India Launches Moon Mission

This is nifty:  Indian Moon Mission Launched.  Glad to see that somebody is doing something productive for the human race.  This news surprised me because I can’t remember hearing about any other space flights to the moon since, you know, the 1970s.  Wikipedia, however, says that five other lunar missions have been launched since the end of the space race — in 1990 (Japan), 1994 (NASA), 1998 (NASA), 2003 (ESA) and 2007 (China).

MMO Prototype Progress

Here’s the progress I made on my MMO engine this weekend:

I should probably figure out how to do a screencast or something; it’s more impressive when it’s moving. :)

The Cynical Election Roundup

By the way, I’m purposefully avoiding writing and especially reading further about the presidential election.  Thankfully I already have all the information I need to make a decision, because if I didn’t, I definitely wouldn’t be getting anything useful from television, radio or the blogosphere.  I feel badly for anyone actually trying to decide how to vote right now.

I’m still refreshing the Virginia blogosphere once or twice a day, but only to make sure that my aggregator is still running.  It’s impossible to read more than a line or two without a substantial increase in blood pressure.  Other than that, I only watch Comedy Central and NBC Nightly News to see if anything major is happening (besides the ubiquitous ”wild ride on the stock market,” that is).  So yeah, like, good luck with the last-minute mud-slinging, voter fraud and intimidation, or whatever.

Moving C++/CLI Properties Out Of Headers

A while back I railed against C++/CLI for its nonsensical inability to separate property implementations from the header file.  Well, it turns out you can do it – it’s just not widely reported.  Almost every example of a C++/CLI property shows it implemented in the header file.  But thankfully I stumbled upon an article about this very subject:  Splitting Properties Between Header And Implementation Files In C++/CLI.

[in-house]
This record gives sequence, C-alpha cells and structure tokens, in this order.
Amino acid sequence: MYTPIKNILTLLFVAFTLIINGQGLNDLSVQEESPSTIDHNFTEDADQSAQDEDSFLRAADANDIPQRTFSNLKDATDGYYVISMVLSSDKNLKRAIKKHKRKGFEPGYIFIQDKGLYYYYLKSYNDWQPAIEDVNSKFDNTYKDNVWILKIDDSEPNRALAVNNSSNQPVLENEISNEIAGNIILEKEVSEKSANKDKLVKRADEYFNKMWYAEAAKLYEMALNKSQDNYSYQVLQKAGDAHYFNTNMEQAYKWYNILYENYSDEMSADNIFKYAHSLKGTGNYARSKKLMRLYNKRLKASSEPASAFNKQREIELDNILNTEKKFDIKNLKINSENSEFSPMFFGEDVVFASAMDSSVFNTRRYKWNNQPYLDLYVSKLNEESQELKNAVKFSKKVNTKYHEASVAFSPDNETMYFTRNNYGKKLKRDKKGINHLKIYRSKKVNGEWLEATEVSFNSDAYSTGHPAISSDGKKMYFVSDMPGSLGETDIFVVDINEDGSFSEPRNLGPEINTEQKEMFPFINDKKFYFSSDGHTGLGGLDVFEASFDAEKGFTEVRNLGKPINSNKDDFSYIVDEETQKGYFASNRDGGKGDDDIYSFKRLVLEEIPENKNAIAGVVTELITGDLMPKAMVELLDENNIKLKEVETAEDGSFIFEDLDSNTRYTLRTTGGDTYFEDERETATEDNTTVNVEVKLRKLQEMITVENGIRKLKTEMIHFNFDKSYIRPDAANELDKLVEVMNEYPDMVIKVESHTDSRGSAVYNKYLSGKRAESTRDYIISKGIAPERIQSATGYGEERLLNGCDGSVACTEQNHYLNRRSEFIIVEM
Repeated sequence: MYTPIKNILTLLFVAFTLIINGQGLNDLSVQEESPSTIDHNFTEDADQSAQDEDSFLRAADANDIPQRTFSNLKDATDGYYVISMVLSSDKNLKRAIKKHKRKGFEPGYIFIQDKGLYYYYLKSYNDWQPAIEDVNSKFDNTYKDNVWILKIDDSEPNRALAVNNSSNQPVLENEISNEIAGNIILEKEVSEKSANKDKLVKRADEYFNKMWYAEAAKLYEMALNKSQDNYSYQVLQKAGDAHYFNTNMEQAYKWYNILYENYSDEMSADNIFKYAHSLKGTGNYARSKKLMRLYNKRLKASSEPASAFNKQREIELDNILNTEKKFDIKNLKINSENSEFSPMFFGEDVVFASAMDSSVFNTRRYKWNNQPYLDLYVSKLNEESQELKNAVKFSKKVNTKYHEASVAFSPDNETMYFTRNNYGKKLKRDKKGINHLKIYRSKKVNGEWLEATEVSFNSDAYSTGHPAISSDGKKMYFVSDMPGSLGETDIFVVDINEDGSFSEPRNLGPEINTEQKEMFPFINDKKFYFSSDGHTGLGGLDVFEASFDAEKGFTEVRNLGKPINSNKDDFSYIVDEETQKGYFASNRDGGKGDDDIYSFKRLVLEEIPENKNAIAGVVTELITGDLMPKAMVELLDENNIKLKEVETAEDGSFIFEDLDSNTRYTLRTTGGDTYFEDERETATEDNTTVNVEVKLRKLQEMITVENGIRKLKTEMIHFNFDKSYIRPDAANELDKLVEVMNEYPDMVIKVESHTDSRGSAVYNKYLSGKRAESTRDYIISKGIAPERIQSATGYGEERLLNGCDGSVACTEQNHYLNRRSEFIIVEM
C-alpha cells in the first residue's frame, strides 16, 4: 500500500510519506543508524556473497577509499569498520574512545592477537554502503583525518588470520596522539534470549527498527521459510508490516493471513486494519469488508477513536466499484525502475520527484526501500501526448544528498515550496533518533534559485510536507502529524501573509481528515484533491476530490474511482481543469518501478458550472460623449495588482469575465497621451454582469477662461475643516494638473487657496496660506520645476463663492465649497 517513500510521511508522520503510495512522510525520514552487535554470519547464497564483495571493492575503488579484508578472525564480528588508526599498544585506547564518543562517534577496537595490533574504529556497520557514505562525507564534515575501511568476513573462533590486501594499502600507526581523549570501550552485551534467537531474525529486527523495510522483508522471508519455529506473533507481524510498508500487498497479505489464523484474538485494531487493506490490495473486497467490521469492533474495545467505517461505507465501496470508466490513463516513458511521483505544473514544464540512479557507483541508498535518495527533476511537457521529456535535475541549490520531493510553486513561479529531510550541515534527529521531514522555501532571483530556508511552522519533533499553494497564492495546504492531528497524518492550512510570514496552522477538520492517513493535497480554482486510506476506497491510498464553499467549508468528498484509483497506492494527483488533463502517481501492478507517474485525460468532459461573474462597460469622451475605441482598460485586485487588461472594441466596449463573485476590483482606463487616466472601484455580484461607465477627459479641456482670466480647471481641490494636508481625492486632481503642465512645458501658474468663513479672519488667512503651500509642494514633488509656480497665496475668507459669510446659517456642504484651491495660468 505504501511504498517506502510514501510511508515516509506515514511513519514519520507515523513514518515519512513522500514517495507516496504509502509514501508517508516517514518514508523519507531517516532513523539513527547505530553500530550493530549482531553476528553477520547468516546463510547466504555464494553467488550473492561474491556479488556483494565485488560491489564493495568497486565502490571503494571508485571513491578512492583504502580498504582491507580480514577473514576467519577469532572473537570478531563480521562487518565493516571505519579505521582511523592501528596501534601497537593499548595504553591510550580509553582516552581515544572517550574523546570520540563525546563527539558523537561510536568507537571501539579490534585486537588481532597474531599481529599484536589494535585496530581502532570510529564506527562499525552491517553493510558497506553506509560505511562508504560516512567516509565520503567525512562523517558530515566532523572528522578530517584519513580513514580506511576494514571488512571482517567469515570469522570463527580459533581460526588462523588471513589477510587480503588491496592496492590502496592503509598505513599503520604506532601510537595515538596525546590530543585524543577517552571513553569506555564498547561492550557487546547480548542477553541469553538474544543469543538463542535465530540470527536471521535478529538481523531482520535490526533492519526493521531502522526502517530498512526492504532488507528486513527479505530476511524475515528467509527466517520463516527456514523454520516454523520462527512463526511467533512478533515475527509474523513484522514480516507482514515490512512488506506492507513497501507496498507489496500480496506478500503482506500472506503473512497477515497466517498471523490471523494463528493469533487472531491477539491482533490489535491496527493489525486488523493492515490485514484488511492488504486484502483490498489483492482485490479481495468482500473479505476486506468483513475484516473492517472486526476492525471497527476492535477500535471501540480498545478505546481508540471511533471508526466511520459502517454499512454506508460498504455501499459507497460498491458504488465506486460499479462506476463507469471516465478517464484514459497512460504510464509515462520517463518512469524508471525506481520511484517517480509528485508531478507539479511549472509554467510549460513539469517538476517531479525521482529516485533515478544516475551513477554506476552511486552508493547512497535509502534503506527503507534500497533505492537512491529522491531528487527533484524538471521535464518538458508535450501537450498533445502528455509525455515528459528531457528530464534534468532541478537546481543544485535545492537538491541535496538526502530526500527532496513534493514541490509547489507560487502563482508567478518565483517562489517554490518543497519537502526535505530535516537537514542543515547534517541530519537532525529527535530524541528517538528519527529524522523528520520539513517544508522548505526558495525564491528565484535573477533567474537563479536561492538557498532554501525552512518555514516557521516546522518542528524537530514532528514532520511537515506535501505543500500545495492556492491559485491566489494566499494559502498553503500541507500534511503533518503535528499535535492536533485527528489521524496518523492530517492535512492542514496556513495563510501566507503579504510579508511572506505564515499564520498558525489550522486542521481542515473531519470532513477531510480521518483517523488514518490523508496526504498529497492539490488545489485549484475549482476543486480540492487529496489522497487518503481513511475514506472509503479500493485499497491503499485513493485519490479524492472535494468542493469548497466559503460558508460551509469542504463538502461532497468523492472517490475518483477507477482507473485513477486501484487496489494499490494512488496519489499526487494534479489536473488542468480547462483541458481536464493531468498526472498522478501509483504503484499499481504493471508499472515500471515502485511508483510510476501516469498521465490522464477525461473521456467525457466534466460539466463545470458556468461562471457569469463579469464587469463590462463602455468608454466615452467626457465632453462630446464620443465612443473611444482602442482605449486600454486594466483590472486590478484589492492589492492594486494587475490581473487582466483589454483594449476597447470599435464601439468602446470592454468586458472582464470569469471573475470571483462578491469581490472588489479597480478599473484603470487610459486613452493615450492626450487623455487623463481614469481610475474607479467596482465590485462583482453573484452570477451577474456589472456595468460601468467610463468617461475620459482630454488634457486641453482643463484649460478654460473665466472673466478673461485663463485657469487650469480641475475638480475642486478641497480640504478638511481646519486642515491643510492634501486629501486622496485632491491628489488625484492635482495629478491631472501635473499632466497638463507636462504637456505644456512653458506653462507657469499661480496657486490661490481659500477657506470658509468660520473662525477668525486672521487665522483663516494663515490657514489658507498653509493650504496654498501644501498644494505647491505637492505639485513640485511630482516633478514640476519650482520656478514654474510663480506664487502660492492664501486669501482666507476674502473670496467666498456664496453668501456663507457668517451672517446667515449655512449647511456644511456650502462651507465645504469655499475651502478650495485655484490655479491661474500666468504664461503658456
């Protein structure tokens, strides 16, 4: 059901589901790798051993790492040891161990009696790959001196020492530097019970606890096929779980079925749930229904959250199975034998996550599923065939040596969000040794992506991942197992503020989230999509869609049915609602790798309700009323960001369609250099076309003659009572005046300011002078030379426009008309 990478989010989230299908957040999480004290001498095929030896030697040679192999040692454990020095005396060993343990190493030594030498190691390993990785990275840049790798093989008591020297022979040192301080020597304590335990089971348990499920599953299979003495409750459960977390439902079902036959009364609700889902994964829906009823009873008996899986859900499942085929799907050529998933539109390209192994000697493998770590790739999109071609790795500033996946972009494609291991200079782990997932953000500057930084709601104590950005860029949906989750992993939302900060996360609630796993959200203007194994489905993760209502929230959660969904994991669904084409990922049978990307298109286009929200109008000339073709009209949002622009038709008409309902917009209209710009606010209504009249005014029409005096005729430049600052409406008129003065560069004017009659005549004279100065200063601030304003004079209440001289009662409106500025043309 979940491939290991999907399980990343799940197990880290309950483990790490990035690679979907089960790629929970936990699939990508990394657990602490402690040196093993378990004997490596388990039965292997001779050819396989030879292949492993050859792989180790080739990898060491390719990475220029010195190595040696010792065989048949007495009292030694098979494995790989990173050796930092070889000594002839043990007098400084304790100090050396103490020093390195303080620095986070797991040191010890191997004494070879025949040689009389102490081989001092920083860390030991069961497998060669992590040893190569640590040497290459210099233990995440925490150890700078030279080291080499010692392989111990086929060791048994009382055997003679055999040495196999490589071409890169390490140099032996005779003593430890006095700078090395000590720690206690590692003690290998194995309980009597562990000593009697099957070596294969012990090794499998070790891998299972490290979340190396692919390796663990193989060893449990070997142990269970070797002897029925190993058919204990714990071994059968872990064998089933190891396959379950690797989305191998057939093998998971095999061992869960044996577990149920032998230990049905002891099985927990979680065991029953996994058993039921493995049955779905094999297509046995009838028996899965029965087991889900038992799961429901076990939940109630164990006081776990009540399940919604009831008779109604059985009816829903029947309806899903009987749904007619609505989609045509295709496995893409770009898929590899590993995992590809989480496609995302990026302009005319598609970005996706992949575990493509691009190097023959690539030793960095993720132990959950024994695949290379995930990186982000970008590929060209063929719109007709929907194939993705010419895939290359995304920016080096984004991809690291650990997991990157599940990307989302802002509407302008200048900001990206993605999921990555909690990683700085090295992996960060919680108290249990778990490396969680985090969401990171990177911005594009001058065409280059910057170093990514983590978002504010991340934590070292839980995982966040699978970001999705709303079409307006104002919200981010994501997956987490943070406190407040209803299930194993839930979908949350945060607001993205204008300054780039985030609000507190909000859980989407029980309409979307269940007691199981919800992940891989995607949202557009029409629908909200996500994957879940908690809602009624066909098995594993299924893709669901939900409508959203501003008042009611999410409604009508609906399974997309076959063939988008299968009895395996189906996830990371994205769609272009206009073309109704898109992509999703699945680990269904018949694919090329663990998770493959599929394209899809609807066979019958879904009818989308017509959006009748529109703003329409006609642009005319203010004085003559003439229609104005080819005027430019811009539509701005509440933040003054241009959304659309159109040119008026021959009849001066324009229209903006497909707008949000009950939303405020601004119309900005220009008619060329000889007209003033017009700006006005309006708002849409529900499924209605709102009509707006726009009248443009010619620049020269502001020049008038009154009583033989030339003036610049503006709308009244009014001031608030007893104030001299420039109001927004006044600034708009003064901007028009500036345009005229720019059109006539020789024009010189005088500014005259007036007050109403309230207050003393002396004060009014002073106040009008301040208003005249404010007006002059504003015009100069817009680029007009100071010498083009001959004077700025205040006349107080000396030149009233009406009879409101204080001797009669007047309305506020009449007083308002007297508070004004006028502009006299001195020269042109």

Old Class.h:

    7 public ref class Effect

    8 {

    9 private:

   10    Route^ componentChain;


   12 public:

   13    property Route^ ComponentChain

   14    {

   15       Route^ get(void) { return this->componentChain; }

   16    }

   17 };

New Class.h:

    7 public ref class Effect

    8 {

    9 private:

   10    Route^ componentChain;


   12 public:

   13    property Route^ ComponentChain

   14    {

   15       Route^ get(void);

   16    }

   17 };

New Class.cpp:

   24 Route^ Effect::ComponentChain::get(void)

   25 {

   26    return this->componentChain;

   27 }

The key is the Class::Property::get and Class::Property::set syntax that I’d not seen documented anywhere before.  Hopefully now that there are two articles about this, it will move up higher in Google searches.

Evaluating MMO Engines

Before I embark too far on the insane idea of writing my own MMO engine, I thought it would be instructive to peek at some open source engines out there (gathered from the first few pages of a Google search).

At this point I am mainly interested in the specifics of their network implementation, because that is really the foundation on which everything else is built.  For reference, my design so far is leaning toward UDP sockets with variable-length packed binary structures, conceptually similar to the Quake network protocol if I remember right.  The idea is to maximize CPU efficiency (by avoiding expensive serialization and parsing routines) and minimize bandwidth requirements (by avoiding bloated serialization and parsing routines).

Black-Crystal.  (C#.)  No code releases that I can find, which is too bad, because I would have loved to see their .NET implementation.

Genecys.  (C, CVS Repository.)  The source code is not very easy to read and not very well commented, but I gather (from server/network.c and server/ninterface.c) that the design uses simple text commands over TCP streams.  This is precisely what I don’t want to use, because I don’t think it will scale very well.

OpenMMOG.  No code releases that I can find.